Posted by Dirck on 17 October, 2011
Well, the Parker Ingenuity mentioned previously arrived on Friday, and I’ve spent the weekend making little marks on paper and running my thinker at full power. I’m going to give it the same sort of treatment as I did the TWSBI Diamond when it was a new and amazing thing; I may not have paid for it, but I did promise a serious review.
I should probably start before the first impression, though, with an overt statement of my predisposition (because I’m posting this review in more than one place). Not only am I a fountain pen zealot, but I am infected by vintage fountain pens and their somewhat more graceful writing properties. I’m not entirely innocent of modern pens, though, and will be making, for the most part, an examination of the Ingenuity with comparisions to modern high-quality instruments in mind. My touchstones for this review are all pens that occupy roughly the same price-point as the pen under consideration, and I have spent a great deal of the preceding week examining and practicing my own powers of discriminating between subjective and objective opinion. The outside observer may think that I’m still biased, and I’ll not deny it, but I’m trying hard to spot it when it happens.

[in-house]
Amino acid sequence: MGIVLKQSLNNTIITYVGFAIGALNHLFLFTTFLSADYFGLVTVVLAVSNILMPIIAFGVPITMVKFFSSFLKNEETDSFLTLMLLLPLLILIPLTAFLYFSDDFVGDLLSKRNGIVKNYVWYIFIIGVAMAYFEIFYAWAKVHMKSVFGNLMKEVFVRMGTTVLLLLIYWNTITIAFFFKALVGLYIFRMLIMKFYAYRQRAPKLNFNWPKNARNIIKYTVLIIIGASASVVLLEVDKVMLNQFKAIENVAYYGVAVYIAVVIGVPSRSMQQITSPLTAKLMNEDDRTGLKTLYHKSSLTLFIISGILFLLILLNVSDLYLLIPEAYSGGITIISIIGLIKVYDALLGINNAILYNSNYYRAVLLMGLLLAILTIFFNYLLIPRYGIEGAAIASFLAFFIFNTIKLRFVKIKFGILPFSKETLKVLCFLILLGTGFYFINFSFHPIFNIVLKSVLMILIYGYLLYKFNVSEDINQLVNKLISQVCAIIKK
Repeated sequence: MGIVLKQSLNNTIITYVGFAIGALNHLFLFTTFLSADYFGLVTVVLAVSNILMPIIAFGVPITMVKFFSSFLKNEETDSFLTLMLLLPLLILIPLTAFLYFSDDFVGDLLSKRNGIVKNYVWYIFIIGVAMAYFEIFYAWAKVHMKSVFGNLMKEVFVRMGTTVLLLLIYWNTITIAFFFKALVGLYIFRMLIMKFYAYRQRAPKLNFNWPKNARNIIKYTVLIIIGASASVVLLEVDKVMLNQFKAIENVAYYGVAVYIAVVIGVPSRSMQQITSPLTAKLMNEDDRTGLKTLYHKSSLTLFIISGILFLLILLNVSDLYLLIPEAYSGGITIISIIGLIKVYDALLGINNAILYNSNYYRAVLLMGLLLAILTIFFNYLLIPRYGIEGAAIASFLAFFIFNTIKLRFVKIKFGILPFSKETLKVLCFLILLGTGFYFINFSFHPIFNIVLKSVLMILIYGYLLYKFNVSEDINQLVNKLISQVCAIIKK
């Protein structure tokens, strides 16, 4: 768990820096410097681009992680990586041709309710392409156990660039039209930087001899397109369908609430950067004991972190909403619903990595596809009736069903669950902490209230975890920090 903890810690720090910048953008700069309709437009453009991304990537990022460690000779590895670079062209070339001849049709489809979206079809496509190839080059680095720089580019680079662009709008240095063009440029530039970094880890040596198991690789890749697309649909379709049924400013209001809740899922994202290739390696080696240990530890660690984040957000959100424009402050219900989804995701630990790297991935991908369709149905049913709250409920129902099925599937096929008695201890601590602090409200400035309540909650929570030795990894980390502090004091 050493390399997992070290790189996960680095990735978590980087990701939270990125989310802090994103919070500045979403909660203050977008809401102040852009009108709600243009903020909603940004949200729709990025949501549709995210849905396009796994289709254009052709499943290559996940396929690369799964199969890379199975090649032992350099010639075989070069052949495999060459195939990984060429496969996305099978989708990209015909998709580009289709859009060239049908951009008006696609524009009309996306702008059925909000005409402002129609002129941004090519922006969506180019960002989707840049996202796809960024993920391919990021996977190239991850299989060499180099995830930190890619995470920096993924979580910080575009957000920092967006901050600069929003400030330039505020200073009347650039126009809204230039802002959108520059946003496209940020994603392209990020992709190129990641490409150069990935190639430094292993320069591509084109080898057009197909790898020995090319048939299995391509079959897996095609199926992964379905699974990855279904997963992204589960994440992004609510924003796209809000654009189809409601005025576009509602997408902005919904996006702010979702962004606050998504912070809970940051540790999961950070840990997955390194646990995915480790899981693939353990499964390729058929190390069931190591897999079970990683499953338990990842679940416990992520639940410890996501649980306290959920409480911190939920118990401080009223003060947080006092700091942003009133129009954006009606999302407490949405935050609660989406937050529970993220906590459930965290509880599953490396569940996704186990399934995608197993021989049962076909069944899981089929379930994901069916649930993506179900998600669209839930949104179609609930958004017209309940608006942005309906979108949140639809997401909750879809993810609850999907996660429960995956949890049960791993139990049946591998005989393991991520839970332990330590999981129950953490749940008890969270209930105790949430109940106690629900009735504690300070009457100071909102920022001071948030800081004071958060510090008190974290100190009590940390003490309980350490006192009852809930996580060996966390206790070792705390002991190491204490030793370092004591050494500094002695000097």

On with the first impressions. Behold the Ingenuity Large Classic:
The fountain pen I referred to most often in this review is the Waterman Carène; they cost about the same amount, and are made by companies which are lashed together at the owner (Newell-Rubbermaid holds Parker and Waterman). Right off the top, the close analogy is present; the boxes are of much the same size and finish, and are appropriate to having spent this amount of money on a pen. That little bit of paper at the back is an appendix to the main instruction sheet, which is hidden under the pad; the main instruction sheet doesn’t know the 5th Mode exists yet. Oh, for those who wonder, the modes are everything pre-fountain pen, fountain pen, ball-point, roller-ball, and this thing, according to the adverts.